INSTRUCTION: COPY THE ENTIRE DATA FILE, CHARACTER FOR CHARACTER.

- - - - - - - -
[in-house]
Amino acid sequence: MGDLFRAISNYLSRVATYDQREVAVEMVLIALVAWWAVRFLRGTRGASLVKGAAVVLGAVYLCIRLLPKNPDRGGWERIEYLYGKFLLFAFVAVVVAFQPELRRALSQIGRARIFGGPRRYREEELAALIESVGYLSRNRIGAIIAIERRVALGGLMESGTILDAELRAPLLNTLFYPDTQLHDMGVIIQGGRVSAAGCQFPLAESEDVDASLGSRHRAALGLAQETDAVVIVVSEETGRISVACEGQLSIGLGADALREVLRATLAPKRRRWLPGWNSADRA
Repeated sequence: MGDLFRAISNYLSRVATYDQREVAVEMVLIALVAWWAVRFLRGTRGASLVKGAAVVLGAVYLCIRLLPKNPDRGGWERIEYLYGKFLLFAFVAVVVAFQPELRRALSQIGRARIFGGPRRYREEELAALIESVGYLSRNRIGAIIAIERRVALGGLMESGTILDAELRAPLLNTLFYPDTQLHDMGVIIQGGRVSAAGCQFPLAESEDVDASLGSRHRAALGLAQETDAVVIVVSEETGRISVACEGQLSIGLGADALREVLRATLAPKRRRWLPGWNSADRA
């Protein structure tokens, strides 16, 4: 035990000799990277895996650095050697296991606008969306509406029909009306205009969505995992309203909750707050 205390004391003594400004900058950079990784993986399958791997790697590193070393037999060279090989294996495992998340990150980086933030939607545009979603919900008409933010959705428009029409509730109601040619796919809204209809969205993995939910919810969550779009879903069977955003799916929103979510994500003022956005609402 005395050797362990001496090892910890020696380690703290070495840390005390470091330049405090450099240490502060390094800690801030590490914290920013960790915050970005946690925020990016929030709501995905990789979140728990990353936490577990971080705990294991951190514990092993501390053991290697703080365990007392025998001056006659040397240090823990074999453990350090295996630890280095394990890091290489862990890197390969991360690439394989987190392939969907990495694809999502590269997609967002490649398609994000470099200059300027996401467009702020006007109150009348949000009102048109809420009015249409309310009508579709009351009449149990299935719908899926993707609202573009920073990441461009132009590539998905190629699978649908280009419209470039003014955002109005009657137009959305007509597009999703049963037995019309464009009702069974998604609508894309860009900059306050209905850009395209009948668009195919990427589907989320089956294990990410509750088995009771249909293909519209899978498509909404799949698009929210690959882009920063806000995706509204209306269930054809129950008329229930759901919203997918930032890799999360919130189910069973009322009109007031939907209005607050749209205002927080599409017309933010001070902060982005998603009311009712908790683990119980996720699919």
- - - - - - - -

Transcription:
[in-house]
Amino acid sequence: MGDLFRAISNYLSRVATYDQREVAVEMVLIALVAWWAVRFLRGTRGASLVKGAAVVLGAVYLCIRLLPKNPDRGGWERIEYLYGKFLLFAFVAVVVAFQPELRRALSQIGRARIFGGPRRYREEELAALIESVGYLSRNRIGAIIAIERRVALGGLMESGTILDAELRAPLLNTLFYPDTQLHDMGVIIQGGRVSAAGCQFPLAESEDVDASLGSRHRAALGLAQETDAVVIVVSEETGRISVACEGQLSIGLGADALREVLRATLAPKRRRWLPGWNSADRA
Repeated sequence: MGDLFRAISNYLSRVATYDQREVAVEMVLIALVAWWAVRFLRGTRGASLVKGAAVVLGAVYLCIRLLPKNPDRGGWERIEYLYGKFLLFAFVAVVVAFQPELRRALSQIGRARIFGGPRRYREEELAALIESVGYLSRNRIGAIIAIERRVALGGLMESGTILDAELRAPLLNTLFYPDTQLHDMGVIIQGGRVSAAGCQFPLAESEDVDASLGSRHRAALGLAQETDAVVIVVSEETGRISVACEGQLSIGLGADALREVLRATLAPKRRRWLPGWNSADRA
């Protein structure tokens, strides 16, 4: 035990000799990277895996650095050697296991606008969306509406029909009306205009969505995992309203909750707050 205390004391003594400004900058950079990784993986399958791997790697590193070393037999060279090989294996495992998340990150980086933030939607545009979603919900008409933010959705428009029409509730109601040619796919809204209809969205993995939910919810969550779009879903069977955003799916929103979510994500003022956005609402 005395050797362990001496090892910890020696380690703290070495840390005390470091330049405090450099240490502060390094800690801030590490914290920013960790915050970005946690925020990016929030709501995905990789979140728990990353936490577990971080705990294991951190514990092993501390053991290697703080365990007392025998001056006659040397240090823990074999453990350090295996630890280095394990890091290489862990890197390969991360690439394989987190392939969907990495694809999502590269997609967002490649398609994000470099200059300027996401467009702020006007109150009348949000009102048109809420009015249409309310009508579709009351009449149990299935719908899926993707609202573009920073990441461009132009590539998905190629699978649908280009419209470039003014955002109005009657137009959305007509597009999703049963037995019309464009009702069974998604609508894309860009900059306050209905850009395209009948668009195919990427589907989320089956294990990410509750088995009771249909293909519209899978498509909404799949698009929210690959882009920063806000995706509204209306269930054809129950008329229930759901919203997918930032890799999360919130189910069973009322009109007031939907209005607050749209205002927080599409017309933010001070902060982005998603009311009712908790683990119980996720699919």